Talk:Process theology

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No definition of what Process Theology really is. —Preceding unsigned comment added by 173.66.207.253 (talk) 01:06, 21 April 2009 (UTC)

Hello,
May be must we had something about Paul Tillich Americano-German Lutheran theologian who is more classical theist than the other?
Bye! Mulot —The preceding unsigned comment was added by 143.126.201.200 (talkcontribs) 23:52, August 27, 2002 (UTC)

Critical analysis needed[edit]

Perhaps at some point someone knowledgeable regarding the subject of process theology could provide a section with prominent criticisms of the position; it is a critical omission in the current article. Ialdabaoth —The preceding unsigned comment was added by Panserbjorn (talkcontribs) 00:30, December 30, 2005 (UTC)

Well,one criticism is that by positing a God who is not omnipotent nor all-knowing of the future, many people may have a hard time considering such a God as "God." Some people need God to be able to violate the laws of physics and to be able to "reach in" and intervene to save us in all circumstances - even if nuclear missiles are launched and on their way, etc. User: BrotherRog, May 27, 2009

BrotherRog, go get a secondary source for that, an academic speaking like you just said! We can speculate in disadvantages here as much as we will, but not add it to the article unless we have secondary sources. Rursus dixit. (mbork3!) 15:41, 8 August 2010 (UTC)

Determinism and reality[edit]

  • My question is: how does this current of philosophy deal with theological fatalism (the article is to be found on wiki), that is God (being omniscient: past-present-future) predicts our future deeds (sins to be exact), yet creates us. Now, does process theology claim that God is not fully omniscient (limited to present time) or that there is not such thing as God's punishment (eternal suffering for deeds God made us do by initiating the act of creation with already predicted results) and the universe is made to help God experience Himself through spiritual evolution (of His creation in which He indwells) as He is unable to actually comprehend His greatness (like if there was no evil we could not know what good is) - a panentheistic conception with a dose of Buddhism (which in my oppinion does not "actively" exclude God from it's teachings, simply doesn't mention Him or replaces "God" with "Karmic Law").
  • Also how am I meant to understand this particular paragraph: "Reality is not made up of material substances that endure through time, but serially-ordered events, which are experiential in nature. These events have both a physical and mental aspect."?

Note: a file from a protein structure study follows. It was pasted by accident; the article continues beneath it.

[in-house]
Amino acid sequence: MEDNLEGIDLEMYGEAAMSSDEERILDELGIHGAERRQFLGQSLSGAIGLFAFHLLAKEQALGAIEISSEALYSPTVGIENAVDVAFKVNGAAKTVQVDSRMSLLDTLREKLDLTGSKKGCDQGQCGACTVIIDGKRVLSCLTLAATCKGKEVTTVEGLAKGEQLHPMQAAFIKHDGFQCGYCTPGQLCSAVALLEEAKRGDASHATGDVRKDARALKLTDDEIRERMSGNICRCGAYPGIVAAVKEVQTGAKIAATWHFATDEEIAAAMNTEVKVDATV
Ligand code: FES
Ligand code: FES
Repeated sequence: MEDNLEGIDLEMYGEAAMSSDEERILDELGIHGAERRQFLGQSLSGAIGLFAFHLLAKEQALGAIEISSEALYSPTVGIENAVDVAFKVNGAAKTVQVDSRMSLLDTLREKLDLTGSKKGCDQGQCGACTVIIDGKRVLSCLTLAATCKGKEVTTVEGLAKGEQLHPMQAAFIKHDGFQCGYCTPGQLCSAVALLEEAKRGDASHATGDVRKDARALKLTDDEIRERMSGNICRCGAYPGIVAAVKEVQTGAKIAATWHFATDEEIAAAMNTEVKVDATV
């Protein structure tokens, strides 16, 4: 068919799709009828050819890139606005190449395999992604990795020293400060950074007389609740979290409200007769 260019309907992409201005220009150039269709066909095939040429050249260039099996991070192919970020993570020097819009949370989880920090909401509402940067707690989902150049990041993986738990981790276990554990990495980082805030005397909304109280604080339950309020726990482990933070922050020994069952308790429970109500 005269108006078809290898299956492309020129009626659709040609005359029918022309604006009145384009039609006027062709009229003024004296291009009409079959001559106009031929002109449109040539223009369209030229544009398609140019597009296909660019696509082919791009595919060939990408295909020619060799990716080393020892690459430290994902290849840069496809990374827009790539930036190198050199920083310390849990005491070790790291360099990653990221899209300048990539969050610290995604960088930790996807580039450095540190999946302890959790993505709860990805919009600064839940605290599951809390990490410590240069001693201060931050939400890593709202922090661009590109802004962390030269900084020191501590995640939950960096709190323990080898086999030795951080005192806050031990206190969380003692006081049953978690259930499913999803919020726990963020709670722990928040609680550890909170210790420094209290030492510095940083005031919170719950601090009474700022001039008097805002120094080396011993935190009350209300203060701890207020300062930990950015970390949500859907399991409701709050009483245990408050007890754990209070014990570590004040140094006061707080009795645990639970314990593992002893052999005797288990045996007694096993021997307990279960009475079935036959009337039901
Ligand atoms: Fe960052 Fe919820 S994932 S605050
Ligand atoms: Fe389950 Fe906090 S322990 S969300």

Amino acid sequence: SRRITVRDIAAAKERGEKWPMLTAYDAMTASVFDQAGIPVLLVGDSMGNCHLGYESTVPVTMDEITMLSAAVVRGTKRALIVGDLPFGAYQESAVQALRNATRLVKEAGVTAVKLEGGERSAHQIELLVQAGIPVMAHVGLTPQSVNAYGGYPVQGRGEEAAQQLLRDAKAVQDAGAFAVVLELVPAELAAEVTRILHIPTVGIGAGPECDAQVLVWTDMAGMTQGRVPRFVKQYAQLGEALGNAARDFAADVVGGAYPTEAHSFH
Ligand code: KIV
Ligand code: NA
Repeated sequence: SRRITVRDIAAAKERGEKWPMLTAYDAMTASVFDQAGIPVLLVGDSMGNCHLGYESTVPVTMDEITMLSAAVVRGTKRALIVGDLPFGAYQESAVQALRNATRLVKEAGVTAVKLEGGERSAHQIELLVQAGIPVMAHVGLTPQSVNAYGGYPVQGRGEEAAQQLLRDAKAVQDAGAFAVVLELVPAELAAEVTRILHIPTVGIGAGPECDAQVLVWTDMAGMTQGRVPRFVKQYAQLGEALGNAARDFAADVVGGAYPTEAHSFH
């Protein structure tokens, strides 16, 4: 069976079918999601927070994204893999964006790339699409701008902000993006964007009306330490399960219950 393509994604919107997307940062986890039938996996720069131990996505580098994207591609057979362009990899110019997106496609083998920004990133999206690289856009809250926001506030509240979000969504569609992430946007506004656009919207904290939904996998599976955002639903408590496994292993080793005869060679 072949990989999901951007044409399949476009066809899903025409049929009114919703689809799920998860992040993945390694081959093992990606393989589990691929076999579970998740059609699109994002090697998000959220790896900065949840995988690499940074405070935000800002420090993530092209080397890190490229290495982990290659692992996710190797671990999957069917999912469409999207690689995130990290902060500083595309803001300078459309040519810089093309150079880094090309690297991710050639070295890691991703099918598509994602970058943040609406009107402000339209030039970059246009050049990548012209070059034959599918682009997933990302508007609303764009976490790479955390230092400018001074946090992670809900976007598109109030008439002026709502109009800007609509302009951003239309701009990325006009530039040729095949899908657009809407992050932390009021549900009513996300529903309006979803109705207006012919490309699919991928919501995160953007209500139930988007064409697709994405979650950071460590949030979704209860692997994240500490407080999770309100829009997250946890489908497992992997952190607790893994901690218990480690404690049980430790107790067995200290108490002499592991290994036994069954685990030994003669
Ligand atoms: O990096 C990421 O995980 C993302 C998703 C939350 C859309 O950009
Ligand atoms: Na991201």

MaybeNextTime —The preceding unsigned comment was added by 83.27.35.208 (talkcontribs) 06:26, June 26, 2006 (UTC)

Process theology rejects the possibility of cyclical time (as in Einstein's theory of relativity). There is not a future because everything is in the process of becoming. In other words, Process God-models assert that God is within time and bound by causality. Since it is the nature of the universe to be in flux, there is nothing which is static, not even God. To be static would be to become cosmically dead. To exist is to change and have no certainty as to the future. Process' God-model reflects this and Process theology encourages letting go, since there is nothing one can cling to in a world of change. That is why it is said that material substances do not endure through time, but are instead dependent on what came before and its modifications of what came before and what came before that, and so on.

I think this might also address the question of theological fatalism. Life is in change and we can push it towards greater fulfillment, or it can descend into entropy. God's influence is not coercive (according to Cobb and Griffin's book). God is behind the human impulse to create and grow but does so in subtle ways. As I think you can see from this brief sketch, predestination is not possible. God does remain omniscient, however, in that God is aware of all that is.

As to God's power, God does have power over all things. It would not make much sense, however, for a creation with no independent initiative and that has been de facto vetoed by God's predetermined vision of reality. God's intervention in creation is therefore supportive of our individual choices, since one cannot love something and not allow a measure of free choice. Otherwise, whatever free will we have is meaningless and we become the battered wife who insists: "But he really does love me." Yes, he may, but it is a twisted love which is destructive to the seeking of our own wholeness.

Hope this was helpful. MerricMaker 17:23, 26 June 2006 (UTC)

Not being extensively knowledgeable about the topic, I would guess that "Reality is not made up of material substances that endure through time, but serially-ordered events, which are experiential in nature. These events have both a physical and mental aspect." is a reference to a portion of platonic philosophy which says that substance is unchangeable. Process theology is generally espoused by those opposed to Calvinism and to my understanding Calvinism is largely dependent on platonic philosophy. Hopefully this helps frame some of the questions about fatalism as well as explaining the quote.